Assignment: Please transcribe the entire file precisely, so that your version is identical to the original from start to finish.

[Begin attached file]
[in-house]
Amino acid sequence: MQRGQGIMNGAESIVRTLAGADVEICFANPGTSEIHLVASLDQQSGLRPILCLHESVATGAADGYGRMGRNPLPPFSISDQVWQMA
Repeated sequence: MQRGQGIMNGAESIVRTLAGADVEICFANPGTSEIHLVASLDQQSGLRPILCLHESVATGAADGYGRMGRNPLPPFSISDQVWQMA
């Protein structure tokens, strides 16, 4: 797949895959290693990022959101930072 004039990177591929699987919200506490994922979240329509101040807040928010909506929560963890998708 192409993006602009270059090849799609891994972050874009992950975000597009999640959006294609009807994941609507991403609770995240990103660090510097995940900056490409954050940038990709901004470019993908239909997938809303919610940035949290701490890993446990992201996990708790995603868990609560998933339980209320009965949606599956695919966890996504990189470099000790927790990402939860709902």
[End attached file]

[in-house]
Amino acid sequence: MQRGQGIMNGAESIVRTLAGADVEICFANPGTSEIHLVASLDQQSGLRPILCLHESVATGAADGYGRMGRNPLPPFSISDQVWQMA
Repeated sequence: MQRGQGIMNGAESIVRTLAGADVEICFANPGTSEIHLVASLDQQSGLRPILCLHESVATGAADGYGRMGRNPLPPFSISDQVWQMA
């Protein structure tokens, strides 16, 4: 797949895959290693990022959101930072 004039990177591929699987919200506490994922979240329509101040807040928010909506929560963890998708 192409993006602009270059090849799609891994972050874009992950975000597009999640959006294609009807994941609507991403609770995240990103660090510097995940900056490409954050940038990709901004470019993908239909997938809303919610940035949290701490890993446990992201996990708790995603868990609560998933339980209320009965949606599956695919966890996504990189470099000790927790990402939860709902």